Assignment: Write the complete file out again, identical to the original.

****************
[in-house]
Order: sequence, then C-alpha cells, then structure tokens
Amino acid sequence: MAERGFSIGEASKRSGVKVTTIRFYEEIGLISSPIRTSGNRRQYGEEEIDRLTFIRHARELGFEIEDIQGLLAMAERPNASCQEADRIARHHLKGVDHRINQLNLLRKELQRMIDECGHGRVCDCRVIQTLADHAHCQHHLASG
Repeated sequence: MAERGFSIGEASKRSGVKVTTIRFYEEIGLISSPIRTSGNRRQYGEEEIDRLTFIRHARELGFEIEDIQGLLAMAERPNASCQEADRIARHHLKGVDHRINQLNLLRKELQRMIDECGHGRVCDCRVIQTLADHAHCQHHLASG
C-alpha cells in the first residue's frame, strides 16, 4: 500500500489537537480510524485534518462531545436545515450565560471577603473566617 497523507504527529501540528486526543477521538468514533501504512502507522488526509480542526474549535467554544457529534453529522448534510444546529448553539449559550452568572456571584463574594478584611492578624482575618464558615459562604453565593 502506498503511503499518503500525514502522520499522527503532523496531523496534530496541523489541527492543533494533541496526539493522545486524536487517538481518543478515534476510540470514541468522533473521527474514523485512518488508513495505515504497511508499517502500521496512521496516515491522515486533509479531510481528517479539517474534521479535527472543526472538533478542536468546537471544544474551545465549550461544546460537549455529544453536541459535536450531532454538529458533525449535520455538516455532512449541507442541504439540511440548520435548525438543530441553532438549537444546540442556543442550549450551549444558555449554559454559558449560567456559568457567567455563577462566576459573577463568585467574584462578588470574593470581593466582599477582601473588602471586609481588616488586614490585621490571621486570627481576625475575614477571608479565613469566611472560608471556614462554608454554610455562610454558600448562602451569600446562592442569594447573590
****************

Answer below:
[in-house]
Order: sequence, then C-alpha cells, then structure tokens
Amino acid sequence: MAERGFSIGEASKRSGVKVTTIRFYEEIGLISSPIRTSGNRRQYGEEEIDRLTFIRHARELGFEIEDIQGLLAMAERPNASCQEADRIARHHLKGVDHRINQLNLLRKELQRMIDECGHGRVCDCRVIQTLADHAHCQHHLASG
Repeated sequence: MAERGFSIGEASKRSGVKVTTIRFYEEIGLISSPIRTSGNRRQYGEEEIDRLTFIRHARELGFEIEDIQGLLAMAERPNASCQEADRIARHHLKGVDHRINQLNLLRKELQRMIDECGHGRVCDCRVIQTLADHAHCQHHLASG
C-alpha cells in the first residue's frame, strides 16, 4: 500500500489537537480510524485534518462531545436545515450565560471577603473566617 497523507504527529501540528486526543477521538468514533501504512502507522488526509480542526474549535467554544457529534453529522448534510444546529448553539449559550452568572456571584463574594478584611492578624482575618464558615459562604453565593 502506498503511503499518503500525514502522520499522527503532523496531523496534530496541523489541527492543533494533541496526539493522545486524536487517538481518543478515534476510540470514541468522533473521527474514523485512518488508513495505515504497511508499517502500521496512521496516515491522515486533509479531510481528517479539517474534521479535527472543526472538533478542536468546537471544544474551545465549550461544546460537549455529544453536541459535536450531532454538529458533525449535520455538516455532512449541507442541504439540511440548520435548525438543530441553532438549537444546540442556543442550549450551549444558555449554559454559558449560567456559568457567567455563577462566576459573577463568585467574584462578588470574593470581593466582599477582601473588602471586609481588616488586614490585621490571621486570627481576625475575614477571608479565613469566611472560608471556614462554608454554610455562610454558600448562602451569600446562592442569594447573590